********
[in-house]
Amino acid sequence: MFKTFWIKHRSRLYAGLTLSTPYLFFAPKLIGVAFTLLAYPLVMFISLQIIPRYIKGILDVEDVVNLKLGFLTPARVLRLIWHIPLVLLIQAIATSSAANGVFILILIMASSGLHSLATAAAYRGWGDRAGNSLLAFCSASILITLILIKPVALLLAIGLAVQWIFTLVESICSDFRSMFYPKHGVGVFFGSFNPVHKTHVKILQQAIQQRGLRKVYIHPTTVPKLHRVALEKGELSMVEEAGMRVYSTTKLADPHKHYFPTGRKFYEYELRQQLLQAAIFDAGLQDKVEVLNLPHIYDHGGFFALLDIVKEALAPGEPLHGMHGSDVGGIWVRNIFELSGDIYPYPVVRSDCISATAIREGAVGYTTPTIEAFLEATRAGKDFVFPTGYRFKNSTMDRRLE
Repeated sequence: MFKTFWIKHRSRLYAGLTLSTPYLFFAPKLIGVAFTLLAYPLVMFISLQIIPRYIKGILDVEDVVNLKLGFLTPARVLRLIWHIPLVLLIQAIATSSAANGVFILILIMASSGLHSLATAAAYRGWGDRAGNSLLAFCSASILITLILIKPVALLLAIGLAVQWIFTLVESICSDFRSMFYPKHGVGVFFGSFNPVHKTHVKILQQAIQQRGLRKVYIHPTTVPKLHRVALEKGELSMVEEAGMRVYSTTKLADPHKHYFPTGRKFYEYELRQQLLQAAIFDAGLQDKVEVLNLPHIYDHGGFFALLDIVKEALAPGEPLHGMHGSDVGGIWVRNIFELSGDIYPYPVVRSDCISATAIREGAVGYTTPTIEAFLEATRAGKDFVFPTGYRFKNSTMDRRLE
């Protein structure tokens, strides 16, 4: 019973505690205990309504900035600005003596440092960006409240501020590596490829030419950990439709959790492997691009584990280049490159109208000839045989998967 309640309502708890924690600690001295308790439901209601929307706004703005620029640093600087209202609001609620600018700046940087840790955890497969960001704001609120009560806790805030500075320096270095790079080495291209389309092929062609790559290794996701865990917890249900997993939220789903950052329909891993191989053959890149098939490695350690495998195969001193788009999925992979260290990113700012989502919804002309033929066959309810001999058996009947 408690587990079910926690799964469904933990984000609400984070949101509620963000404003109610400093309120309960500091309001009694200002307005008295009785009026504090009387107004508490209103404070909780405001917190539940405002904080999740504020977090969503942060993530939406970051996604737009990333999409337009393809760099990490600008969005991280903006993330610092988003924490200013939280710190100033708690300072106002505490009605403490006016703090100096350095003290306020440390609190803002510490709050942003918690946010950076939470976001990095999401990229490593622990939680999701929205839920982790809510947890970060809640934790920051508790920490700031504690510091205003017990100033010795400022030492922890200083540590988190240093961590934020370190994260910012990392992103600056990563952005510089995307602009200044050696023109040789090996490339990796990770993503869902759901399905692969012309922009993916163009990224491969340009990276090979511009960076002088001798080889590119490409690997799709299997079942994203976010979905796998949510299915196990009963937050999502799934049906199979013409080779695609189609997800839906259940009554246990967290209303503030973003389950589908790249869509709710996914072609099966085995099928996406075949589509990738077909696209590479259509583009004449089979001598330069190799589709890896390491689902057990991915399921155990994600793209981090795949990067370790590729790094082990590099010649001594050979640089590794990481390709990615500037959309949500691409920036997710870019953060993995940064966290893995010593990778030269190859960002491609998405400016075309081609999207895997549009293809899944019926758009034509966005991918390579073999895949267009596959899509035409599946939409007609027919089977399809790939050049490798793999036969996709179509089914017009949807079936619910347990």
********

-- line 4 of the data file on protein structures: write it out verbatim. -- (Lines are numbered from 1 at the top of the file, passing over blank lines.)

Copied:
């Protein structure tokens, strides 16, 4: 019973505690205990309504900035600005003596440092960006409240501020590596490829030419950990439709959790492997691009584990280049490159109208000839045989998967 309640309502708890924690600690001295308790439901209601929307706004703005620029640093600087209202609001609620600018700046940087840790955890497969960001704001609120009560806790805030500075320096270095790079080495291209389309092929062609790559290794996701865990917890249900997993939220789903950052329909891993191989053959890149098939490695350690495998195969001193788009999925992979260290990113700012989502919804002309033929066959309810001999058996009947 408690587990079910926690799964469904933990984000609400984070949101509620963000404003109610400093309120309960500091309001009694200002307005008295009785009026504090009387107004508490209103404070909780405001917190539940405002904080999740504020977090969503942060993530939406970051996604737009990333999409337009393809760099990490600008969005991280903006993330610092988003924490200013939280710190100033708690300072106002505490009605403490006016703090100096350095003290306020440390609190803002510490709050942003918690946010950076939470976001990095999401990229490593622990939680999701929205839920982790809510947890970060809640934790920051508790920490700031504690510091205003017990100033010795400022030492922890200083540590988190240093961590934020370190994260910012990392992103600056990563952005510089995307602009200044050696023109040789090996490339990796990770993503869902759901399905692969012309922009993916163009990224491969340009990276090979511009960076002088001798080889590119490409690997799709299997079942994203976010979905796998949510299915196990009963937050999502799934049906199979013409080779695609189609997800839906259940009554246990967290209303503030973003389950589908790249869509709710996914072609099966085995099928996406075949589509990738077909696209590479259509583009004449089979001598330069190799589709890896390491689902057990991915399921155990994600793209981090795949990067370790590729790094082990590099010649001594050979640089590794990481390709990615500037959309949500691409920036997710870019953060993995940064966290893995010593990778030269190859960002491609998405400016075309081609999207895997549009293809899944019926758009034509966005991918390579073999895949267009596959899509035409599946939409007609027919089977399809790939050049490798793999036969996709179509089914017009949807079936619910347990």